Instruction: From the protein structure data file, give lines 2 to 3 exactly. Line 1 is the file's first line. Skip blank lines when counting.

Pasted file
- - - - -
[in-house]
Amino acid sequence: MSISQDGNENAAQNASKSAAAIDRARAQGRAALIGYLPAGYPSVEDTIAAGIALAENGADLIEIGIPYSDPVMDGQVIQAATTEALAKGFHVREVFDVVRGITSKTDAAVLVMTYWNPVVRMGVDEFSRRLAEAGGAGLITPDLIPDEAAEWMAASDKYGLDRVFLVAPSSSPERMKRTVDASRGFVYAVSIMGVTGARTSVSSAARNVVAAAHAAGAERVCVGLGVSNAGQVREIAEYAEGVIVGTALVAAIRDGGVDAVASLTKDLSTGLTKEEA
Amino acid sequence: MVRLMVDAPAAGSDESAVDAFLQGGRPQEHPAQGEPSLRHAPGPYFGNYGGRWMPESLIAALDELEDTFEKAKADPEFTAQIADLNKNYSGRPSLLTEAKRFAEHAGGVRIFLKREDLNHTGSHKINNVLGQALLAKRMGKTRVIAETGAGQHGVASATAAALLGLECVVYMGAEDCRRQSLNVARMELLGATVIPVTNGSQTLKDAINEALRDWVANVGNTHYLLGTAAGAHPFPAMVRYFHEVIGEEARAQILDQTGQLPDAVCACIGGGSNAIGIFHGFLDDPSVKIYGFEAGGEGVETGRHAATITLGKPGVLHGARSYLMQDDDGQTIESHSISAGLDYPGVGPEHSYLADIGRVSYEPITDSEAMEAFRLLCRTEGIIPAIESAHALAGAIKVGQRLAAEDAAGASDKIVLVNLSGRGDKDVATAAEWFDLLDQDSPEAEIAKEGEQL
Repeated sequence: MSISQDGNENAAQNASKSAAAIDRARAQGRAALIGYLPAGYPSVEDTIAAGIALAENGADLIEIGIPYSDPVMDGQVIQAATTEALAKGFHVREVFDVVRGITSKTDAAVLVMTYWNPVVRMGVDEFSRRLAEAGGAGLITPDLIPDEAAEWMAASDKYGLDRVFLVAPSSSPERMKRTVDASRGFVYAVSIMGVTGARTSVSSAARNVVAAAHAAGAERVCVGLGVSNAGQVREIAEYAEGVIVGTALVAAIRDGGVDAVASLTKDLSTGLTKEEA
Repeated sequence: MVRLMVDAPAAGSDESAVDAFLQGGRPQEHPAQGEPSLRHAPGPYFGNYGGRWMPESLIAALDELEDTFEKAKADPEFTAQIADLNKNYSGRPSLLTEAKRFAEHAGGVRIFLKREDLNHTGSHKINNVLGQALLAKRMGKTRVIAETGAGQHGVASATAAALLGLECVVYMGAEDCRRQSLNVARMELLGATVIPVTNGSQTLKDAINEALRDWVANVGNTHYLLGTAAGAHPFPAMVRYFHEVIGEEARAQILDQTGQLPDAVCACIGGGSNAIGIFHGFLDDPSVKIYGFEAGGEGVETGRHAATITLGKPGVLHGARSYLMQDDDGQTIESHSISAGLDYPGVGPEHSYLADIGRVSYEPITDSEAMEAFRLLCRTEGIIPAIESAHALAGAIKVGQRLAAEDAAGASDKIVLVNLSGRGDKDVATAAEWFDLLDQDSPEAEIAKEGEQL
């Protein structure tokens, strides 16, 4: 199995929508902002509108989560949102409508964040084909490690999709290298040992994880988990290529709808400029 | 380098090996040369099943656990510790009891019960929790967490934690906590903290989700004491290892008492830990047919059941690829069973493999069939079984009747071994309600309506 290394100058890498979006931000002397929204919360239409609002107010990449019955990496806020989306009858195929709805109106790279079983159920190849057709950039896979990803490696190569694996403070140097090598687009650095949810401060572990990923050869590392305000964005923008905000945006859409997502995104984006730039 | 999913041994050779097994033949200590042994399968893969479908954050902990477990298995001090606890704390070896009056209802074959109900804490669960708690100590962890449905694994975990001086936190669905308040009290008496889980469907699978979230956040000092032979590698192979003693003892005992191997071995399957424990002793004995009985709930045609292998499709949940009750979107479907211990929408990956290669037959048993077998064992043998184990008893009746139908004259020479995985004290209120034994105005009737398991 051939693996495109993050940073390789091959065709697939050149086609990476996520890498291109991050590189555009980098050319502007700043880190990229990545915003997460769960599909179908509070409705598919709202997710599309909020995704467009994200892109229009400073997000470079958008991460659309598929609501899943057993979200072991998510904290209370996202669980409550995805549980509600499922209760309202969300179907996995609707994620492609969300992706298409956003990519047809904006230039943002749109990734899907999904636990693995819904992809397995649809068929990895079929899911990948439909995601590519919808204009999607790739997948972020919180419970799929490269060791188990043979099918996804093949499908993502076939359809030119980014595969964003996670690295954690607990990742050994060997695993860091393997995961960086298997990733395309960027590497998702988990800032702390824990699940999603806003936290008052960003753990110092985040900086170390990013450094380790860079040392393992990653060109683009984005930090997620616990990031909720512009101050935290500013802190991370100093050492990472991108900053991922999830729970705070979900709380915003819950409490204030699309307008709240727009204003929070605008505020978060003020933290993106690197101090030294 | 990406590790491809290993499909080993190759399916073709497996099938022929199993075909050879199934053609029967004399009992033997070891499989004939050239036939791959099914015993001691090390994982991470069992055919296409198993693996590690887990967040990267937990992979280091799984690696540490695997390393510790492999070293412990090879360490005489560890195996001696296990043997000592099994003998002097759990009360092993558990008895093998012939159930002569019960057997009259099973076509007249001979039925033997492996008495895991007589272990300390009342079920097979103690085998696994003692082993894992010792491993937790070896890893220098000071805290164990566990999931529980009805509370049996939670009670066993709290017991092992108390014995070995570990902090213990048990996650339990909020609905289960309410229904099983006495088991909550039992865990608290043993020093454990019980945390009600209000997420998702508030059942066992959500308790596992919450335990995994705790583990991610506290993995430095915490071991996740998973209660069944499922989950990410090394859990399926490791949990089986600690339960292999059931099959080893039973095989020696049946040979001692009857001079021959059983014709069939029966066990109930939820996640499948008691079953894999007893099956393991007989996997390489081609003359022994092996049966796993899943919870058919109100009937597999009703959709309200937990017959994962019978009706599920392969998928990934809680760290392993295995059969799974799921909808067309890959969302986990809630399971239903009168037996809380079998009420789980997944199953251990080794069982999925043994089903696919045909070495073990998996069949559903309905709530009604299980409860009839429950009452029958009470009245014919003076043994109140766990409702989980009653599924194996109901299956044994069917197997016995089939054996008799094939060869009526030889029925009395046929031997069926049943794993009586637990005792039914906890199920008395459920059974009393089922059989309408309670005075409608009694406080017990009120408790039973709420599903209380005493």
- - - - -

Amino acid sequence: MSISQDGNENAAQNASKSAAAIDRARAQGRAALIGYLPAGYPSVEDTIAAGIALAENGADLIEIGIPYSDPVMDGQVIQAATTEALAKGFHVREVFDVVRGITSKTDAAVLVMTYWNPVVRMGVDEFSRRLAEAGGAGLITPDLIPDEAAEWMAASDKYGLDRVFLVAPSSSPERMKRTVDASRGFVYAVSIMGVTGARTSVSSAARNVVAAAHAAGAERVCVGLGVSNAGQVREIAEYAEGVIVGTALVAAIRDGGVDAVASLTKDLSTGLTKEEA
Amino acid sequence: MVRLMVDAPAAGSDESAVDAFLQGGRPQEHPAQGEPSLRHAPGPYFGNYGGRWMPESLIAALDELEDTFEKAKADPEFTAQIADLNKNYSGRPSLLTEAKRFAEHAGGVRIFLKREDLNHTGSHKINNVLGQALLAKRMGKTRVIAETGAGQHGVASATAAALLGLECVVYMGAEDCRRQSLNVARMELLGATVIPVTNGSQTLKDAINEALRDWVANVGNTHYLLGTAAGAHPFPAMVRYFHEVIGEEARAQILDQTGQLPDAVCACIGGGSNAIGIFHGFLDDPSVKIYGFEAGGEGVETGRHAATITLGKPGVLHGARSYLMQDDDGQTIESHSISAGLDYPGVGPEHSYLADIGRVSYEPITDSEAMEAFRLLCRTEGIIPAIESAHALAGAIKVGQRLAAEDAAGASDKIVLVNLSGRGDKDVATAAEWFDLLDQDSPEAEIAKEGEQL